Daniel Nestor, sweat-draped with the cream-and-crimson jersey glistening like a second skin, fires in a searing serve and barges into the net. The vim on the serve catches Mahesh Bhupathi wrong-footed. His last-ditch retrieval is casually met at the net; with a lithe twitch of the racquet, he flips a slicing cross-court to which Bhupathi’s best answer is a blank gape. “Match point”, screeched Nestor. An official intervenes, and reminds them the centre-court match would begin in five minutes. Quips and handshakes follow, with perceptible fatigue on Bhupathi’s face. Nestor, 40, looked hardly fatigued by the two-hour dig-in under the sun that scorched harshly than it usually does in January. To the you-have-seen-it-all query, he retorts, wiping his brow, “I haven’t seen India.”
Like the follow-up of a lobbed volley, he promptly readied for his repartee, understandably, on retirement. “I’m still enjoying the game. In my younger days, I lost a few years due to injury. But now for the last few years, I have been able to keep myself fit and obviously having a lot of fun. I don’t know. It depends, but I think I can play for two more years and let’s see how it goes after it.”
Having racked up every piece of metal the doubles circuit could afford — forging resolute partnerships with Mark Knowles, Nenad Zimonjic and Max Mirnyi — he would team up with Mahesh Bhupathi in the forthcoming season.
“With Knowles, it just happened. We got off well from the start and we understood each other’s game well. With Zimonjic, I knew something was coming. He was rated highly right from his early days. He was serving big and that made us a good combination. Max was similar to Zimonjic. But last year, we struggled and Max had a problem with his arm,” he recollected.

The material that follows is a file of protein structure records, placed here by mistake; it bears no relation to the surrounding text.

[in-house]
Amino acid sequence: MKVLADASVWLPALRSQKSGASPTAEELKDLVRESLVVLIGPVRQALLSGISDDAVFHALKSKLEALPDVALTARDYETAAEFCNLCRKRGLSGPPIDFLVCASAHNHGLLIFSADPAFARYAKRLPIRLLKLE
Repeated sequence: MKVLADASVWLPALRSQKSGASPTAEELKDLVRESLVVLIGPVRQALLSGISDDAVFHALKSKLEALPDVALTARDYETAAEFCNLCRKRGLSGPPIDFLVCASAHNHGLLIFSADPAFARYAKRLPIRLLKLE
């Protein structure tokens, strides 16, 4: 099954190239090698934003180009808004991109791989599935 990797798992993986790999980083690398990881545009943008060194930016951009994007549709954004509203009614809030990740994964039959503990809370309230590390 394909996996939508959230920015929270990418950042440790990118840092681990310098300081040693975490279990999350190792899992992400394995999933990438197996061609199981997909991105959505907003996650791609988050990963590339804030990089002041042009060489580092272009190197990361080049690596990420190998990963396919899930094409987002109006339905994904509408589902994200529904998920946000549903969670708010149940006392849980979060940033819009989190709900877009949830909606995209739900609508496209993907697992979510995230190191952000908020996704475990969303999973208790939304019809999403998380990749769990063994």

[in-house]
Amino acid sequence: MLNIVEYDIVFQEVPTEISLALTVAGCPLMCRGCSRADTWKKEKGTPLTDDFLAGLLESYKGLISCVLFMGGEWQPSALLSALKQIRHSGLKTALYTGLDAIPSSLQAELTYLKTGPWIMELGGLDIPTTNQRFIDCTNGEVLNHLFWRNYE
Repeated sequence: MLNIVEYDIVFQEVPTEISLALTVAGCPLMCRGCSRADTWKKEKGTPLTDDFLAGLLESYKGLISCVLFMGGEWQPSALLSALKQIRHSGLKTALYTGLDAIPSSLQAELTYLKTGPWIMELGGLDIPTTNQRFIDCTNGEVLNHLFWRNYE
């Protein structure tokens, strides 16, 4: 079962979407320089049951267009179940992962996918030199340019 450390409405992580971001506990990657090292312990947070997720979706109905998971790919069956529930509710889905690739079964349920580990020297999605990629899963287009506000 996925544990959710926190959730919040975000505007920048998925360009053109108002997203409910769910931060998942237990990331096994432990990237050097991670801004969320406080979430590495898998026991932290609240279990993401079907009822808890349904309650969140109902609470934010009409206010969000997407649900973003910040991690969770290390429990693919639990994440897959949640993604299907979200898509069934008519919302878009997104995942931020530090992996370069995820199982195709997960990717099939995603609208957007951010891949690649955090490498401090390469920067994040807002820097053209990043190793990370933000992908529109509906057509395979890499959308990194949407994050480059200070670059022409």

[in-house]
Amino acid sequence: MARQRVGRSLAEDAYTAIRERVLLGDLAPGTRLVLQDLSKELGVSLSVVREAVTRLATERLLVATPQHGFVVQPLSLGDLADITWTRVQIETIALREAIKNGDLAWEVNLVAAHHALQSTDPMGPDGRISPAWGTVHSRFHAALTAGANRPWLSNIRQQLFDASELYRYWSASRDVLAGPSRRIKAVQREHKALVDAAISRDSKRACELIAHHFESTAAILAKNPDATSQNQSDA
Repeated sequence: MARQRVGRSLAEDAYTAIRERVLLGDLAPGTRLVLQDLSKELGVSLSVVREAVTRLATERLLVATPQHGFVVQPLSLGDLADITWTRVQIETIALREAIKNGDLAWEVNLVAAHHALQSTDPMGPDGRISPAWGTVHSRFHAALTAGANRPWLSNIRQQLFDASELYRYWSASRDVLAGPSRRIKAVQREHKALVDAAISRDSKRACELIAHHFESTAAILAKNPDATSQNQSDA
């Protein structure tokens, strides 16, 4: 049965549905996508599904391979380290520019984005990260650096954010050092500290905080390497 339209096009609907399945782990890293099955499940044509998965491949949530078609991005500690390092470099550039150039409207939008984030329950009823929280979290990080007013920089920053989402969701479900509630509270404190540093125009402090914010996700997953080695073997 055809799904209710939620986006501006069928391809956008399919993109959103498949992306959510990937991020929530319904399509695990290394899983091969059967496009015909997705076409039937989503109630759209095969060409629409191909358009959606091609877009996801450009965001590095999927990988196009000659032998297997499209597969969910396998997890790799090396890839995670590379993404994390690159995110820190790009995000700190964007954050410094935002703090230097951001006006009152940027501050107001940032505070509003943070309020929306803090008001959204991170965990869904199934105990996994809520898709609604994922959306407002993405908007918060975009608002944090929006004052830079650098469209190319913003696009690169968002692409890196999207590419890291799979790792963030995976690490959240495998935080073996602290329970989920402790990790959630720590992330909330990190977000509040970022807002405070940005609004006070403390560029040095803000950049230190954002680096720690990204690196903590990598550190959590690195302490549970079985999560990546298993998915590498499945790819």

Duelled with and against some of the finest of his generation, he rates the Bryan brothers (Bob and Mike) and the Woodies (Todd Woodbridge and Mark Woodforde) the highest. “You can’t compare pairs and generations. They all had different styles and approaches. Of course, the Woodies and Bryans are right up there. Mahesh and Leander would have been a great pair (had they stuck together), definitely they could have achieved more than what they would have with other partners,” he opined.
Though treading the twilight of his career—having won more matches and trophies than any in the game’s history — he craves for more. “I like to win more Grand Slams and the Davis Cup. Of my trophies, the Gold medal (2000 Sydney Olympics) and Wimbledon (2008 and 09) were special,” he rated. If his hunger for trophies remains as undiminished, he could add a few more to his whopping tally of 800 career victories.